For in-state undergraduates living in residence halls, the cost of two semesters at UC Berkeley - including educational fees, mandatory health insurance fees, room and board, books and supplies, personal expenses and transportation - is estimated at $16,926, an increase of $1, 284 over last year.

Fees are higher for the professional schools of law and business; non-resident undergraduates pay an additional $5,352 in tuition fees.

Campus housing supply holds, more units under construction

All the freshmen who requested on-campus housing have been offered spaces in the campus residence halls. In all this year, 5,183 students are housed in residence halls. Meanwhile, the campus is busy constructing apartment-style housing at College and Durant avenues to provide another 120 beds for upper division students. This is expected to be ready for occupancy for the fall 2002 semester. UC Berkeley also is developing plans to build residence hall and apartment-style housing on the south side of campus for more than 800 additional students during the next five years.

The campus also is constructing a central dining facility on the corner of Channing Way and Bowditch Street to replace two seismically deficient dining halls. The dining center, scheduled to open in early 2003, will serve students in two residence halls and also act as a community shelter in a disaster. The new dining hall will feature fresh, individually prepared meals and longer hours.

Library hours extended into evening

Students and faculty members will be able to study longer hours on Friday and Saturday nights this fall in the Doe/Moffitt library complex. Instead of closing at 5 p.m. as in past years, the two libraries - including the microcomputer lab in Moffitt - will stay open until 10 p.m.

The extended hours grew out of requests from the Associated Students of the University of California (the student government body) and faculty members. Last spring, Doe successfully experimented with keeping the library doors open past 5 p.m.

Construction continues, residence hall gets a name

In addition to constructing more places for students to live and eat, the campus continues this fall with a series of seismic safety and other improvement projects.

Major capital projects in progress include Barrows Hall, where classrooms are to be completed in spring 2002. Seismic work continues at Hildebrand and Latimer halls, Barker Hall, the Hearst Memorial Mining Building and Wurster Hall, where Ramona's Café is scheduled to reopen this fall. Construction also is underway to replace an insectary on Oxford Tract and add onto the Richard and Rhoda Goldman School of Public Policy.

Occupants of the Archaeological Research Facility have moved to a temporary location at Shorb House on the corner of Channing Way and Bowditch Street. The archaeology facility is on the site of the Zeta Psi fraternity house, built in 1876.

The retrofit of the Berkeley Art Museum will finish just in time for its reopening on Wednesday, Sept. 12. Featured will be African American sculptor Martin Puryear, nominated recently by TIME magazine as "America's best artist" and the first-ever retrospective of Korean-American conceptual artist and UC Berkeley alumna Theresa Hak Kyung Cha.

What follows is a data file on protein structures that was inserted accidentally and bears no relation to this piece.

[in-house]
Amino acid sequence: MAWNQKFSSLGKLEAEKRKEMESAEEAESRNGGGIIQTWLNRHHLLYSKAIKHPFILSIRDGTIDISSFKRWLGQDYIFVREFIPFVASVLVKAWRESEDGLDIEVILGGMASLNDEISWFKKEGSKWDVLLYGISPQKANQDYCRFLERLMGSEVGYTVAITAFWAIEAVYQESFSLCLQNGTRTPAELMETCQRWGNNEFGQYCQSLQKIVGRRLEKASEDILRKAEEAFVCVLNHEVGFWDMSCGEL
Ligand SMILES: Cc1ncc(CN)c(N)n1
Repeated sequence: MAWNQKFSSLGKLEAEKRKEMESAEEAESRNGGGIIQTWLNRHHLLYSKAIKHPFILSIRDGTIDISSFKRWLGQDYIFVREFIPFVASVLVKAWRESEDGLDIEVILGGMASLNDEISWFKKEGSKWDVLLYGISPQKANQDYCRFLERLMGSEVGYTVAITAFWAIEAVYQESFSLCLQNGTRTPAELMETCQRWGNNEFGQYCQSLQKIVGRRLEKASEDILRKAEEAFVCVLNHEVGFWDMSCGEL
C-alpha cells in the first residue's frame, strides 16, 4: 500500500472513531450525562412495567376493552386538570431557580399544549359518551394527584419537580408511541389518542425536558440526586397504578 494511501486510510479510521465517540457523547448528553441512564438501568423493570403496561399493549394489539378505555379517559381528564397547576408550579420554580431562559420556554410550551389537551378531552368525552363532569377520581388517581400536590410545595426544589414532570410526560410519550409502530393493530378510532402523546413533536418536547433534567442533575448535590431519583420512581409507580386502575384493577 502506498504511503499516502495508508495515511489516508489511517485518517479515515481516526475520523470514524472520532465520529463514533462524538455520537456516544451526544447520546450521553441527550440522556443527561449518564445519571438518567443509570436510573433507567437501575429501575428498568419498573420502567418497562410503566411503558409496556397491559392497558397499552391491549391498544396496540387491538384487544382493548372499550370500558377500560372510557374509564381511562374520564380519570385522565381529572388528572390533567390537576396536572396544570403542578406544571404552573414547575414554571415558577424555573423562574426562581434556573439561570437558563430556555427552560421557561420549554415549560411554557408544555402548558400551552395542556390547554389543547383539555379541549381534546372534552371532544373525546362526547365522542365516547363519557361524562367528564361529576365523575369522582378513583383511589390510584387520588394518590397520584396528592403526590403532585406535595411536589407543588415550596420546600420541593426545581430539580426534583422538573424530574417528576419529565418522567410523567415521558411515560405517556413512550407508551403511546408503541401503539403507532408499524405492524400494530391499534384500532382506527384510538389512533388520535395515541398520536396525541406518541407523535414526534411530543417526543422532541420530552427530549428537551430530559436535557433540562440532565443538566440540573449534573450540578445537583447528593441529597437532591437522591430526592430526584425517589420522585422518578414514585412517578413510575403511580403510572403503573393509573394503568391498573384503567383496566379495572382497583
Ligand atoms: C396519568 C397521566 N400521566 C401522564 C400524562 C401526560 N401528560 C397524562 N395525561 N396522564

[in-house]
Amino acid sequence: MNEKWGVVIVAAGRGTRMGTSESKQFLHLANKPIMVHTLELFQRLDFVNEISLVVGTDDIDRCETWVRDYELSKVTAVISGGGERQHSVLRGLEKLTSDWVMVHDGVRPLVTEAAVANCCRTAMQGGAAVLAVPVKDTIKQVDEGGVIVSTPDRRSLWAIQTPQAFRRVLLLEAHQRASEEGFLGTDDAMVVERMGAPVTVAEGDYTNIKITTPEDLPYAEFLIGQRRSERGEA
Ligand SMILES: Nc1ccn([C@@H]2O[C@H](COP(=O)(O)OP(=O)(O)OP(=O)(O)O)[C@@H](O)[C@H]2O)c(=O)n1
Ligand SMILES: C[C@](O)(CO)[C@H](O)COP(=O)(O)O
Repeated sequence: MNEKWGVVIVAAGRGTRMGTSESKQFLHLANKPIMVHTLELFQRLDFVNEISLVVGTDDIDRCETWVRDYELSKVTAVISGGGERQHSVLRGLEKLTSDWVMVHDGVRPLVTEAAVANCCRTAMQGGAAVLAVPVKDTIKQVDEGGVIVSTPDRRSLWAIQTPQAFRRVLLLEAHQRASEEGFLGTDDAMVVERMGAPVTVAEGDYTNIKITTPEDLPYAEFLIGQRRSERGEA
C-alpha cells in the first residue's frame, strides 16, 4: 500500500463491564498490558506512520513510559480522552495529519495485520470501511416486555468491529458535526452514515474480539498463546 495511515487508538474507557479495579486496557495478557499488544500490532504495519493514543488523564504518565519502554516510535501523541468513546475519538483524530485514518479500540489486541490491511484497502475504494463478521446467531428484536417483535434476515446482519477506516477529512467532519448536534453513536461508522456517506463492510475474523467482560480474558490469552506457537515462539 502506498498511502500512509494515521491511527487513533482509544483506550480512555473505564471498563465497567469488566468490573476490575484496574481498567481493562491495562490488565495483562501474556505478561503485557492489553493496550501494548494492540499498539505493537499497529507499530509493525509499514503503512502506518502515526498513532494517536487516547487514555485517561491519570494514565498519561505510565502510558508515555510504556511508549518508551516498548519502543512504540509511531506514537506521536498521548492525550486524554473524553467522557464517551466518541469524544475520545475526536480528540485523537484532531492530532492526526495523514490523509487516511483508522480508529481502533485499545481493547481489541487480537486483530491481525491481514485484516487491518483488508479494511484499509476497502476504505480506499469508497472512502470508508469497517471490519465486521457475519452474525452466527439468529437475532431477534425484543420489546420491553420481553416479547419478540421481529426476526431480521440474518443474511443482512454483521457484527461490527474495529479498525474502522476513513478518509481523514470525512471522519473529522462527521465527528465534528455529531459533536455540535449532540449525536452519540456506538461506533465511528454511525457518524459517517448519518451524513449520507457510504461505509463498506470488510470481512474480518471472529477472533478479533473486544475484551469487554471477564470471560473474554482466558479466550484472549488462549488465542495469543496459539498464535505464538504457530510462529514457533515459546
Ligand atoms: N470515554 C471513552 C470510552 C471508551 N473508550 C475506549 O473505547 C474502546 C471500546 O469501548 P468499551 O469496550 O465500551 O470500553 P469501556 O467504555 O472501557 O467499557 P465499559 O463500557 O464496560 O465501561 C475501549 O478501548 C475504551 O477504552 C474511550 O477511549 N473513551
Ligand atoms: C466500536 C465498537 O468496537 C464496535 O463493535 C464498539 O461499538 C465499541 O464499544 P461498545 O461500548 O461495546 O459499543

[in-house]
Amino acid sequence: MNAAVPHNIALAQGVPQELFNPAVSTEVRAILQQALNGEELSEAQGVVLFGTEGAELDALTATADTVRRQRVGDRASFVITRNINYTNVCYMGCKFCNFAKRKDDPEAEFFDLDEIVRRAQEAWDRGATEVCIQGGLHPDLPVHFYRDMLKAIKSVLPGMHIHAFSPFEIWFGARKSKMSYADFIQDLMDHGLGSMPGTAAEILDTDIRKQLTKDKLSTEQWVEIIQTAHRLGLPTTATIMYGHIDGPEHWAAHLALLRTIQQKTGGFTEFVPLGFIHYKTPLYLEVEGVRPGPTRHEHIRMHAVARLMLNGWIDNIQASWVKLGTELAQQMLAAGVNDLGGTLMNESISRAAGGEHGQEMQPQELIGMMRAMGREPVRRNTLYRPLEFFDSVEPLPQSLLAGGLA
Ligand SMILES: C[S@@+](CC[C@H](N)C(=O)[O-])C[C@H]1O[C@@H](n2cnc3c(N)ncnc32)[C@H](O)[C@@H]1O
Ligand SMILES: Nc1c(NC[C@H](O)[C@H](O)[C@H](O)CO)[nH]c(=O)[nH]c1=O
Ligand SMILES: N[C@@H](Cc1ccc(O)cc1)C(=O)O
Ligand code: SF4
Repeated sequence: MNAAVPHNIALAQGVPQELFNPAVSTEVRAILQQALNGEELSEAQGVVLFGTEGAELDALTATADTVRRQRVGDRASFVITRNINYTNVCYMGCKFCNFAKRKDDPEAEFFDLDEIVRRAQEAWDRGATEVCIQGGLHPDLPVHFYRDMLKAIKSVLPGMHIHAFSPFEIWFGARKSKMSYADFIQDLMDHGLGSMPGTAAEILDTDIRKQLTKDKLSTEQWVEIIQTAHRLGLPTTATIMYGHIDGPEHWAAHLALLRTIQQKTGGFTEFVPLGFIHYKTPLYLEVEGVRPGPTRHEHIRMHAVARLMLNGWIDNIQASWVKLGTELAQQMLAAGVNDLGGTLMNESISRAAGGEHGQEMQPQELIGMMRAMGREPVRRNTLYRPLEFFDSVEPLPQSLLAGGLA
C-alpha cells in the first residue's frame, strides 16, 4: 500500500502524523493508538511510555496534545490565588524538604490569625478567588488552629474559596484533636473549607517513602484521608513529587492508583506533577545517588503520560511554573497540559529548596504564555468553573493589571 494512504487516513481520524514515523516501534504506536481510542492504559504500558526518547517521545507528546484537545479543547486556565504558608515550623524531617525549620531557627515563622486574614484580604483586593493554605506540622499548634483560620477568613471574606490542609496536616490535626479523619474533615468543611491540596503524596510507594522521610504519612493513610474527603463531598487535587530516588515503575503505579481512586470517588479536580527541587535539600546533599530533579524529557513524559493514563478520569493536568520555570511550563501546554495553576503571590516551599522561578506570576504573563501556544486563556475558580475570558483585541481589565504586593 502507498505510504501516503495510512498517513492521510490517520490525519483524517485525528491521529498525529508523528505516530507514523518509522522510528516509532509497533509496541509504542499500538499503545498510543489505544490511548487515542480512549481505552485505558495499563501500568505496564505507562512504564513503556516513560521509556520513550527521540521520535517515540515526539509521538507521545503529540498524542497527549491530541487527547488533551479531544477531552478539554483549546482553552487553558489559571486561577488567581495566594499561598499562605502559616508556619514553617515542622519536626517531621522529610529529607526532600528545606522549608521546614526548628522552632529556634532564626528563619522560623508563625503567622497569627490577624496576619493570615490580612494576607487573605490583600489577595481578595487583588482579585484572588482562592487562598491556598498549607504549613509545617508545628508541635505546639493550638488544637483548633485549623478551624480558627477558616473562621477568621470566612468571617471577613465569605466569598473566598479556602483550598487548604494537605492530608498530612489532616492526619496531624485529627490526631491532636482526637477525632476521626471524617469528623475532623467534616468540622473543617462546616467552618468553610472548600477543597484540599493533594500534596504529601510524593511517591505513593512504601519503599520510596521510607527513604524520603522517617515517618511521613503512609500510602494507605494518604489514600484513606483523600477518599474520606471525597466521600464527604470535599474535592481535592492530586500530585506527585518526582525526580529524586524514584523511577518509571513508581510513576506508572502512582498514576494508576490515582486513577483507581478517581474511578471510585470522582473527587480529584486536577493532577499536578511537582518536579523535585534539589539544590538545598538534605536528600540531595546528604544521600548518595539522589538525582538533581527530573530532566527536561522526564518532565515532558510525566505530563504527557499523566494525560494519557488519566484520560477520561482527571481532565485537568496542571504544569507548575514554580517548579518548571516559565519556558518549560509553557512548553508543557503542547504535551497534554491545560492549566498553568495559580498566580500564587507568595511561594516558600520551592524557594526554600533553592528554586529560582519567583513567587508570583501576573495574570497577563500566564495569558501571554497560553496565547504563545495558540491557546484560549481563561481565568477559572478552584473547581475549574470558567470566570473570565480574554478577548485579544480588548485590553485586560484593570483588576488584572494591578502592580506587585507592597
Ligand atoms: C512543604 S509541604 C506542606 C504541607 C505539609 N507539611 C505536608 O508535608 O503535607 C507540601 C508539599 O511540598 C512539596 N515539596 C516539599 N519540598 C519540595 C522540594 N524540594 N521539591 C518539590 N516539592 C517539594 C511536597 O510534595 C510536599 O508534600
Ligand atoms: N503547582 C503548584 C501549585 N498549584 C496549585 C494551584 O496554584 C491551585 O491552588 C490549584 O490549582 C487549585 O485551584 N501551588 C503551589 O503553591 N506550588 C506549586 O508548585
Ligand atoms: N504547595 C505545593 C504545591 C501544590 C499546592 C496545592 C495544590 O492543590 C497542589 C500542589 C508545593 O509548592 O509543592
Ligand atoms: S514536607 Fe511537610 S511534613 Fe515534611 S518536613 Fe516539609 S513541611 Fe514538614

On UC Berkeley's Clark Kerr campus, an Aug. 30 ceremony will revive a tradition of naming campus residence halls after people who have made contributions to student welfare. Chancellor Berdahl will join campus dignitaries and students to formally name Maslach Hall after George and Doris Cuneo Maslach, both UC Berkeley graduates.

George Maslach, a retired dean of the College of Engineering, is known for fostering student interests in engineering. Doris Cuneo Maslach is a tireless community activist for housing and education. She helped negotiate the city/university/neighborhood agreement that led to university acquisition of the Kerr campus, and its use for student housing. Her interest in student housing issues dates back to the 1930s, when she was involved in student government and co-ops.

The Maslachs are the parents of Christina Maslach, UC Berkeley professor of psychology and the campus's vice provost for undergraduate education.

New deans, new faces

Two new deans are in place for the new school year, and a third has been named to assume a deanship next July.

P. David Pearson, a leading scholar in reading and reading assessment, is taking over the helm at the Graduate School of Education. Former dean Eugene Garcia returns to teaching. At the School of Optometry, Dennis Levi, a vision scientist comes to UC Berkeley from the University of Houston. He will be teaching and conducting research. He takes over as dean from Anthony Adams, who returns to the faculty and his research.

On July 1, 2002, in the College of Letters & Science, Mark Richards will become dean of the Division of Physical Sciences. Richards, a UC Berkeley professor and former chair of earth and planetary science, will replace Buford Price, professor of physics, who will return to the laboratory. Peter Bickel, professor of statistics, is interim dean until July.

In addition to Pearson and Levi, other new faces on campus this fall include Davitt Moroney, a renowned harpsichordist, organist and musicologist who left Paris to join the music department as a professor and university organist. Moroney earned his PhD at UC Berkeley in 1980 and as a solo concert performer recorded 50 CDs, many devoted to the music of J.S. Bach and the French musicians in the court of Louis XIV. He is the winner of three British Gramophone awards.

Moroney will teaching an introduction to Bach this fall. "The course will be very hands-on, since in class I'll be performing many works live on the harpsichord," Moroney said. "One of my aims is to communicate how modern, exciting and joyful Bach's music can be. We'll also look at why he liked coffee so much that he first performed some of his compositions in a coffee house."